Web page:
Don’t break formation for no reason. Maintaining position is of utmost importance, so breaking position needs to be warranted. One person attacking at a time is generally preferable. When only one person is engaging the other team, this leaves the most options open for your team. You can be ready to double team, zone out the other player, save your teammate, etc. A good support should be ready to punish laggy moves that hit his teammate or his teammate’s shield. If you both engage, there are three possible outcomes. Worst case scenario, you both lose your engagements, which is obviously bad. Best case scenario is that you both win your exchanges, but in this scenario, you might be too far apart to team ledge guard, which means neither kill is necessarily guaranteed, and thus it might not even be better than just winning one exchange. Lastly, one of you could win your exchange while the other loses, which obligates one teammate to help the other. This is much worse than your teammate winning his exchange with you there ready to double team and is the same as your teammate losing the exchange and you helping. Don’t tunnel vision on a combo or ledge guard if you are going to expose yourself by doing so. The worst part about doing this isn’t potentially forfeiting your own stock, but the fact that you obligate your teammate to come help you. Regardless of whether the other teammate gets a reprisal kill on you, your teammate will have to try to help you while whoever you killed comes down with invincibility. This almost always results in both of you cornered. If someone comes down with invincibility and both opponents are in the corner with one of them obligated to help the other recover, this can easily turn this into a double kill. If you go off stage for a ledge guard and have to up+b, you are putting your teammate into a Catch-22 situation where he either has to let you die or choose to put himself at risk, exposing your team to a possibility to losing two stocks. Only do this if you are very cognizant of everyone’s position and have the confidence to know you won’t get counter-hunted, or if you want to trade stocks.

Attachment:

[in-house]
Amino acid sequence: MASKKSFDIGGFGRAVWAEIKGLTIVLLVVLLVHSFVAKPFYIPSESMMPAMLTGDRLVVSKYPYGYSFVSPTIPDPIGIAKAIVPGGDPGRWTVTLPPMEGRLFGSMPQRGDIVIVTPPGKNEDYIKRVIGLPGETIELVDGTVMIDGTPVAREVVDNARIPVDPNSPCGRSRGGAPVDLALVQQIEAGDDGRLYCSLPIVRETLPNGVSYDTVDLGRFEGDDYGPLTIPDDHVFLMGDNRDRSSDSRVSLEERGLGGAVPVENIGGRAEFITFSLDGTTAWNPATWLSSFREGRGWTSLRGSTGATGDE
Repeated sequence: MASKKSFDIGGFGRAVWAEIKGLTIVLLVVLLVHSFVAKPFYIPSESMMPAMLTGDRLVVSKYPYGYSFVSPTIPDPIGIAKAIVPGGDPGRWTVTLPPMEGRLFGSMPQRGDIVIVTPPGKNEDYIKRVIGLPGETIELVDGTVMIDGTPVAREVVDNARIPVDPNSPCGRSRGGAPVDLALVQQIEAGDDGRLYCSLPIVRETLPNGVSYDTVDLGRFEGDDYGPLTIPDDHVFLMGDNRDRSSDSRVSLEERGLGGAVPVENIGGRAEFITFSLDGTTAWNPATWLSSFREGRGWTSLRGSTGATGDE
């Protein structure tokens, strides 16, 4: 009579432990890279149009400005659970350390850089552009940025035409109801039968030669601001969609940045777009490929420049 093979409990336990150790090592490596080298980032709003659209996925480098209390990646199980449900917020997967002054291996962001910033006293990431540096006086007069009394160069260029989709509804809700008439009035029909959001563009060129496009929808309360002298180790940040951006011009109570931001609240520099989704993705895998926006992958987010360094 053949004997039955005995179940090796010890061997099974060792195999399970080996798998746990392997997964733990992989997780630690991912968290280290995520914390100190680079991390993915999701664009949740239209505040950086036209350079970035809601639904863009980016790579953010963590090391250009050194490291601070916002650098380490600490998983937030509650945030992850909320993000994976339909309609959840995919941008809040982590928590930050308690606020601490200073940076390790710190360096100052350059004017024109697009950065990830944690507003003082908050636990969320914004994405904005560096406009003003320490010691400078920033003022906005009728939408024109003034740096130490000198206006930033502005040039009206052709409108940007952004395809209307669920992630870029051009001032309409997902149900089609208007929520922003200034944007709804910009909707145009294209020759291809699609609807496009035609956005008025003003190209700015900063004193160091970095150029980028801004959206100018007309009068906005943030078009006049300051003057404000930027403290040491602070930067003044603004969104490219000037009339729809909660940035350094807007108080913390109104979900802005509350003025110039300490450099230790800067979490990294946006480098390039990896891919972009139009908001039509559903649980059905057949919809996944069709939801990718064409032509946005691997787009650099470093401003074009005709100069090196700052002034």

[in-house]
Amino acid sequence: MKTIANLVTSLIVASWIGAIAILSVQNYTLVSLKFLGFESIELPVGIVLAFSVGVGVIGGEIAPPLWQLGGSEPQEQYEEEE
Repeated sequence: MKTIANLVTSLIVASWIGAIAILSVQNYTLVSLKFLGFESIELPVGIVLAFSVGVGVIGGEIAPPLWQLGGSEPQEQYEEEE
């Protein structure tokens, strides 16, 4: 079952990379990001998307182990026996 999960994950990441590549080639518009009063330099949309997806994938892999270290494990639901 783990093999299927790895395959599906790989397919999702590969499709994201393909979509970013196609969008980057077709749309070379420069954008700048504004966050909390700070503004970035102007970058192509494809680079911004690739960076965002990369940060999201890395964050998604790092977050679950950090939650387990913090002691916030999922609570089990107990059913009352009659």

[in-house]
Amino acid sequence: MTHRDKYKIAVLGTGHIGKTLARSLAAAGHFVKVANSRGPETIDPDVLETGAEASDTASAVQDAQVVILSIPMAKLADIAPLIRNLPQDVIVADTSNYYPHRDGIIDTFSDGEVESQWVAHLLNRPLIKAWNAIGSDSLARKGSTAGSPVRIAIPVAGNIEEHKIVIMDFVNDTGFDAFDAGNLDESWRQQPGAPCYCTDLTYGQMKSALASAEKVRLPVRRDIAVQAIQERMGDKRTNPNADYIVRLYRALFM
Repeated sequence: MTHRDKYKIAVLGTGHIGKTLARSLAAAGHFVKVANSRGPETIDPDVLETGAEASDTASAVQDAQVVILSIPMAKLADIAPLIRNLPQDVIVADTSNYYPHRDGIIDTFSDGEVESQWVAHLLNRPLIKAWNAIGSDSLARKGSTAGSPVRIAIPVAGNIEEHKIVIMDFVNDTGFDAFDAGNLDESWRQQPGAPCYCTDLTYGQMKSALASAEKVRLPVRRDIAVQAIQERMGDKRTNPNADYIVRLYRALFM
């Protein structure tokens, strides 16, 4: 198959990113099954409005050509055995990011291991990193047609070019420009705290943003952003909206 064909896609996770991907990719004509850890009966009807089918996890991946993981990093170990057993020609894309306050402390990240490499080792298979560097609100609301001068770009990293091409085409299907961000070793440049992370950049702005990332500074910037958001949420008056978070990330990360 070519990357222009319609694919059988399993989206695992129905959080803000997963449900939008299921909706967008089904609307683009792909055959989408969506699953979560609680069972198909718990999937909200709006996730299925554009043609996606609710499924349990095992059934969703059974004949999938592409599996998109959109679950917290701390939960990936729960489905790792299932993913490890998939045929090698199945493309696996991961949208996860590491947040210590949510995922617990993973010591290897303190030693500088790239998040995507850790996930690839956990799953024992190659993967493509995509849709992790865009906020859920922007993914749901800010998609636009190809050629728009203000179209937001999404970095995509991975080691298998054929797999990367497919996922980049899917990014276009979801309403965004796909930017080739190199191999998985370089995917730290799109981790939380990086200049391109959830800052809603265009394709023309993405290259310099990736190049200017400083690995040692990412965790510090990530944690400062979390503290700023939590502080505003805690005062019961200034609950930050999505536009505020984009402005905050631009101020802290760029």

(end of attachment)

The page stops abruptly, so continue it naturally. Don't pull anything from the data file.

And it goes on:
When you are against a fast faller, a Marth, or anyone teaming with a floatie, you will have a preference to kill these characters. When someone is at high percent, you will have a desire to kill them. If you are focused on killing one person, you are on the hunt. You don’t want your opponent to sniff out that you are on the hunt. If your prey knows that you’ve mentally committed to killing him, he can make the cost of hunting him too high. For this reason, you should almost never hunt floaties. If they are just trying to stay safe, they are extremely unlikely to be contributing to the action in a meaningful way. It is much easier to try to keep them away and punish them when they try to come in than it is to attack them on defense. If they are out of the fray, they are useless, so there is no need to kill them. Remember, people open themselves up to being hit when they approach, so just punish the floatie once he tries to get into the fray.

Because time is your most valuable resource, it is not worth hunting someone who is putting himself in a defensive position that is difficult to contest. Mask your hunt by moving deceptively and by switching targets whenever opportune. If you read that someone is on the hunt, don’t play reactively. Read their aggression right away and punish them. Top players have the awareness and spacing to avoid getting counter-hunted, but people on the hunt are in poor mental state more often than not. The compulsion to kill people at high percent instead of team comboing their teammate is strong. If you fully anticipate your opponent throwing out a move, you get amazing opportunities to punish. Always assess the mental state of your opponents if someone on your team is living forever. If someone is at 200% and 4 stocks while their teammate is at 0% and 2 stocks, it’s still almost always better to double team the person at 0. Seeing one person with 4 stocks while their teammate is getting to their last tends to be a good situation because it’s probably indicative that you have been going for the opportune target.

Pick stages that play to your strengths or that neuter the other team’s strengths. Poor understanding of stage selection is a chronic problem, at least in commentary. Don’t pick stages because of advantages in singles that are irrelevant in your match. Here’s a little rundown of every stage:

FD is the Battlefield of doubles. It is by far the most common starter. It favors good teamwork because team combos cannot be escaped via platforms, team ledge guards are simplified because there are no platforms (though Fox can do M2K angles), and reestablishing team formation can be near impossible because there is no way to circumvent zoning characters.